‘…“We had our problems with Saddam, but we warned the Americans they would rue the day they toppled him. They didn’t listen, of course. Nor did they listen when we asked them to do something about Syria. Not our problem, they said. We’re putting the Middle East in our rearview mirror. No more American wars in Muslim lands. And now look at the situation. A quarter of a million people dead, hundreds of thousands more streaming into Europe, Russia and Iran working together to dominate the Middle East.” He shook his head slowly. “Have I left anything out?”’  (Location1899-1907, 25%)


‘“It’s true,” said Carter. “We were late to the ISIS party. It is also true that even after arriving at the party we avoided the buffet and the punch bowl. You see, after many years of attending such parties, we’ve grown weary of them. Our president has made it clear that the last one, the one in Iraq, was a crashing bore. Expensive, too, in American blood and treasure. And he has no interest in throwing another one in Syria, especially when it conflicts with the narrative.”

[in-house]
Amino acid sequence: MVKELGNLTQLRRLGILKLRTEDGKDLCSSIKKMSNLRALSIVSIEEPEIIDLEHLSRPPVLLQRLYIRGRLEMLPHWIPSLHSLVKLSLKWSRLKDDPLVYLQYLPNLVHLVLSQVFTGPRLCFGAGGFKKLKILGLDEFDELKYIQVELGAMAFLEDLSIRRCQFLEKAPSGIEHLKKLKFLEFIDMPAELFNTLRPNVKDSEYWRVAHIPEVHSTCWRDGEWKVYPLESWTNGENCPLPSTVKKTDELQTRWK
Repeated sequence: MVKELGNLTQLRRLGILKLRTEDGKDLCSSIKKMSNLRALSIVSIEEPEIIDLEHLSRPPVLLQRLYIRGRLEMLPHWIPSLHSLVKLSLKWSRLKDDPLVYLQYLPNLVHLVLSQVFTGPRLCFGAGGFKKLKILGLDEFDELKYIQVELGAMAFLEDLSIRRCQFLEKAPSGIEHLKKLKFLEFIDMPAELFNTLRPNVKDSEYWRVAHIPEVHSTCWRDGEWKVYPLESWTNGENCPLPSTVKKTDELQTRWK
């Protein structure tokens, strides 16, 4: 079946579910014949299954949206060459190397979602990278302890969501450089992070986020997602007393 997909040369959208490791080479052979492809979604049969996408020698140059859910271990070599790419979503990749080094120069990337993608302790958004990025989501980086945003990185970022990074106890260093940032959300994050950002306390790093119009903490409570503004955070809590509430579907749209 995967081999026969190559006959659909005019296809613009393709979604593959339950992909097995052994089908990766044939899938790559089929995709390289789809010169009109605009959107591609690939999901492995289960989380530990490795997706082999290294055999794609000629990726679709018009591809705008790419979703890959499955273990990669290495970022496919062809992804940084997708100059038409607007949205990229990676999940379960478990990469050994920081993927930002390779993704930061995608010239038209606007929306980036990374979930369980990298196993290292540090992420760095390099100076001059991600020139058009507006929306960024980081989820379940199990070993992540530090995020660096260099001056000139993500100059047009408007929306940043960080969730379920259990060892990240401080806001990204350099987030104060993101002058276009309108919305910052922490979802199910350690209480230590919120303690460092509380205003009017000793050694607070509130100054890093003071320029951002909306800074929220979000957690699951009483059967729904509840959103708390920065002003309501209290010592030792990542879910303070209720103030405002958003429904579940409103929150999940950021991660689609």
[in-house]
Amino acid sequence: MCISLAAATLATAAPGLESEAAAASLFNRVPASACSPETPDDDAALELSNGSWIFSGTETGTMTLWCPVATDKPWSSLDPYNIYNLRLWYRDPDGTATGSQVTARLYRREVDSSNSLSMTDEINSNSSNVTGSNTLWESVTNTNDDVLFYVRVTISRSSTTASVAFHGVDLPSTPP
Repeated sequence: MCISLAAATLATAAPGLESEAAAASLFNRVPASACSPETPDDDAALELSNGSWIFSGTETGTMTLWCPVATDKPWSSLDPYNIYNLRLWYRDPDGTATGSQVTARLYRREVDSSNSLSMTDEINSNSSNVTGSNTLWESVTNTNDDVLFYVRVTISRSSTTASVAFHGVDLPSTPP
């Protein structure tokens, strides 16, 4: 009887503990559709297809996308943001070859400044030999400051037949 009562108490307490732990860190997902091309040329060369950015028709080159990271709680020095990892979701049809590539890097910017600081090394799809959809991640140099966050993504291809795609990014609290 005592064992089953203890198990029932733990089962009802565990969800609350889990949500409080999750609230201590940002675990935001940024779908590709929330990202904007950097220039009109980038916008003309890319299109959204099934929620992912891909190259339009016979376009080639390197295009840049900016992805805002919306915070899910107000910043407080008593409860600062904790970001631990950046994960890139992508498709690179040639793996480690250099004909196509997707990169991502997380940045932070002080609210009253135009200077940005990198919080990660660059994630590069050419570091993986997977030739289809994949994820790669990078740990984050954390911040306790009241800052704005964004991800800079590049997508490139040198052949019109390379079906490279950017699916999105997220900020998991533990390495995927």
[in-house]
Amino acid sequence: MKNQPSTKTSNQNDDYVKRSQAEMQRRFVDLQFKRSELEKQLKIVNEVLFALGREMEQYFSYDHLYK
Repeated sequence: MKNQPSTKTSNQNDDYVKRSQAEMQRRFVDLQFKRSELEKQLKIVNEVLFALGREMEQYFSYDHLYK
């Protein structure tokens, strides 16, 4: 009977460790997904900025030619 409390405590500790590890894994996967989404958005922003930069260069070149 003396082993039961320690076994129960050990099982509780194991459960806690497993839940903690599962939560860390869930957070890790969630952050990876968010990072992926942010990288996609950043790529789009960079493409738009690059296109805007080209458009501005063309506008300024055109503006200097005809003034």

“What narrative is that?”
   “The one about how we overreacted to nine-eleven. The one about how terrorism is a nuisance, not a threat. The one about how we can absorb another strike like the one that brought our economy and transportation system to its knees, and be stronger as a result. And let us not forget,” Carter added, “the president’s unfortunate remarks about ISIS being the jayvee team. Presidents don’t like being proved wrong.”
   “Neither do spies, for that matter.”’  (Location 4010-4018, 52%)

Comments

  1. I look forward to reading more of this series.

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  2. Goodness. This book sounds intense and terrifying. I will be starting my first Gabriel Allon book in a couple days: The Kill Artist. Published in 2000, the year before we had to confront the reality of Islamic terrorists.

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    1. It is just as you said, but it's the best of the series by far. I hope you like The Kill Artist enough to keep reading the series.

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  3. Nice review. Is it really the end of the series?

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    1. I don't know, Jessica, but it had an air of finality.